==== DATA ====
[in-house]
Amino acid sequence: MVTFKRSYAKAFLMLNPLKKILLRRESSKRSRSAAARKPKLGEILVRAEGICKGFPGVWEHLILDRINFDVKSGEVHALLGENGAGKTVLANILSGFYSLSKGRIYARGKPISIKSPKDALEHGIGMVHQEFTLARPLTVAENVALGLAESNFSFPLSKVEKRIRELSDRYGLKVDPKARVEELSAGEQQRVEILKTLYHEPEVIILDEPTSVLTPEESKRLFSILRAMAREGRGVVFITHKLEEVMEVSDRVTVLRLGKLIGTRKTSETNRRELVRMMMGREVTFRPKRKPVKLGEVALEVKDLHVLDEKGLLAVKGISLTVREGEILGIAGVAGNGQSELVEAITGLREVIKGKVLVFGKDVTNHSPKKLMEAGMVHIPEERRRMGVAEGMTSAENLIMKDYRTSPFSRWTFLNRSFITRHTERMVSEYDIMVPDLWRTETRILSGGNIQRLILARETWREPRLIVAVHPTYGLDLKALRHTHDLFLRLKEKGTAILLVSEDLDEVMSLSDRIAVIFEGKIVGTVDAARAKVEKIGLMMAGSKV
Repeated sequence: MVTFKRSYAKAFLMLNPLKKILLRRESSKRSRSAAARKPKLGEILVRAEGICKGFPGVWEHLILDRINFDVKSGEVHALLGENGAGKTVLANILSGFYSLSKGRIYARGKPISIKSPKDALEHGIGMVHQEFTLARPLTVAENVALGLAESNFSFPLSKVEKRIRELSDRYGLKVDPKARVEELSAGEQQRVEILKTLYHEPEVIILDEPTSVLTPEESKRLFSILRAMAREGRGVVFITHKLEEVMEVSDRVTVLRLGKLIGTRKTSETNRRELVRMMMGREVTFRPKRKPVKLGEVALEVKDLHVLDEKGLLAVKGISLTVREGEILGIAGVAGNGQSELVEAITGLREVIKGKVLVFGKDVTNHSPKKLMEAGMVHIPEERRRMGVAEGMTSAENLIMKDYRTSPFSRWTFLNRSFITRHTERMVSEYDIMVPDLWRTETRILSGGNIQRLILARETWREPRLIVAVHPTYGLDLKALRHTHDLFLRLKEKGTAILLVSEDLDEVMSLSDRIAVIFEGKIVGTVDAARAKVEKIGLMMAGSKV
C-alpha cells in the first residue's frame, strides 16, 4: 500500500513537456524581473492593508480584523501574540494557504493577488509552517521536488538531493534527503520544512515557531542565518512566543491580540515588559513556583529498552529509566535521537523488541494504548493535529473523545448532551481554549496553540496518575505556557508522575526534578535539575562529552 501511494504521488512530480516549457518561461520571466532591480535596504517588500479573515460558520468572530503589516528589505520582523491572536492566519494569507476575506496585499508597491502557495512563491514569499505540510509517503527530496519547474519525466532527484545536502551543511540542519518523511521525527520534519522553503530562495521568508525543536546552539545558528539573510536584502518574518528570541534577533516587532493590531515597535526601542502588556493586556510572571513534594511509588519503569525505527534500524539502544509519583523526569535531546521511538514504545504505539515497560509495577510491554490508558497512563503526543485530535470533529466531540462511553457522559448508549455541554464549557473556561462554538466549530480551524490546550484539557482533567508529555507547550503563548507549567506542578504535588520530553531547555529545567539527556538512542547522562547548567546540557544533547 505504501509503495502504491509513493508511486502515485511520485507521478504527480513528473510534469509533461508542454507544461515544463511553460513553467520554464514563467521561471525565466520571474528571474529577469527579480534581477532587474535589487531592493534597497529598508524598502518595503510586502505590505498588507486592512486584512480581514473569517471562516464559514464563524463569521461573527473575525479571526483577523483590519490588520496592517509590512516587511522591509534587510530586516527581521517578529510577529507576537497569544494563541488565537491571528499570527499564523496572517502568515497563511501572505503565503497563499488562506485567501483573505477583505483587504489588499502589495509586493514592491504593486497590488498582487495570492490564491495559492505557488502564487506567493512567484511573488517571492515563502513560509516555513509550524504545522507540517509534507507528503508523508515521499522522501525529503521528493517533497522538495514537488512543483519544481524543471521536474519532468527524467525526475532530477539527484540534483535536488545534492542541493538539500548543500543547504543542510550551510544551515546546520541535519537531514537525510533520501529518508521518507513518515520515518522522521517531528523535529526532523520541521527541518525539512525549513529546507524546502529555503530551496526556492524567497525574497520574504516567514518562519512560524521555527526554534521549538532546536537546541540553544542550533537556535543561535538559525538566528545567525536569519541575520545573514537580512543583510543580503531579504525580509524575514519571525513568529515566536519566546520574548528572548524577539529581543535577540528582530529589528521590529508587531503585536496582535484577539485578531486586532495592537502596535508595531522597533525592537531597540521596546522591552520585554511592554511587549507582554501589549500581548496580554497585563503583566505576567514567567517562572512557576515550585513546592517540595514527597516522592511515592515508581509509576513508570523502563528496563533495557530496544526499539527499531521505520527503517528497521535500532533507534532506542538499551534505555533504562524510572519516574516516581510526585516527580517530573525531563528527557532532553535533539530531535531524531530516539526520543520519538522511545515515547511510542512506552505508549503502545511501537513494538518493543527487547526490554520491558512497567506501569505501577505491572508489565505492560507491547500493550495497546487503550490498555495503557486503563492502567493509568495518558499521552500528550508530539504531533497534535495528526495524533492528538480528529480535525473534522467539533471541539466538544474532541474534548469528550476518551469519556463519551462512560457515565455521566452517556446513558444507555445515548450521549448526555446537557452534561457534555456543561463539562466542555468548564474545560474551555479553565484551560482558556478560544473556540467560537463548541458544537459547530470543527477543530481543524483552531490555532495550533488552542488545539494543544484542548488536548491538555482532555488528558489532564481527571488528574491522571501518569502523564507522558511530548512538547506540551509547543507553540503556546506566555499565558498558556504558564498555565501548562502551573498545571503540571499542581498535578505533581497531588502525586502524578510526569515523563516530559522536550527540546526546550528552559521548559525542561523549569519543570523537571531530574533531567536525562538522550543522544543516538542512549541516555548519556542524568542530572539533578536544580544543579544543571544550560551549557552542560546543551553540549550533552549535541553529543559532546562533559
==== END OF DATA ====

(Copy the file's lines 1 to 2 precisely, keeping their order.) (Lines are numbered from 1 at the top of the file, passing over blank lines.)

[in-house]
Amino acid sequence: MVTFKRSYAKAFLMLNPLKKILLRRESSKRSRSAAARKPKLGEILVRAEGICKGFPGVWEHLILDRINFDVKSGEVHALLGENGAGKTVLANILSGFYSLSKGRIYARGKPISIKSPKDALEHGIGMVHQEFTLARPLTVAENVALGLAESNFSFPLSKVEKRIRELSDRYGLKVDPKARVEELSAGEQQRVEILKTLYHEPEVIILDEPTSVLTPEESKRLFSILRAMAREGRGVVFITHKLEEVMEVSDRVTVLRLGKLIGTRKTSETNRRELVRMMMGREVTFRPKRKPVKLGEVALEVKDLHVLDEKGLLAVKGISLTVREGEILGIAGVAGNGQSELVEAITGLREVIKGKVLVFGKDVTNHSPKKLMEAGMVHIPEERRRMGVAEGMTSAENLIMKDYRTSPFSRWTFLNRSFITRHTERMVSEYDIMVPDLWRTETRILSGGNIQRLILARETWREPRLIVAVHPTYGLDLKALRHTHDLFLRLKEKGTAILLVSEDLDEVMSLSDRIAVIFEGKIVGTVDAARAKVEKIGLMMAGSKV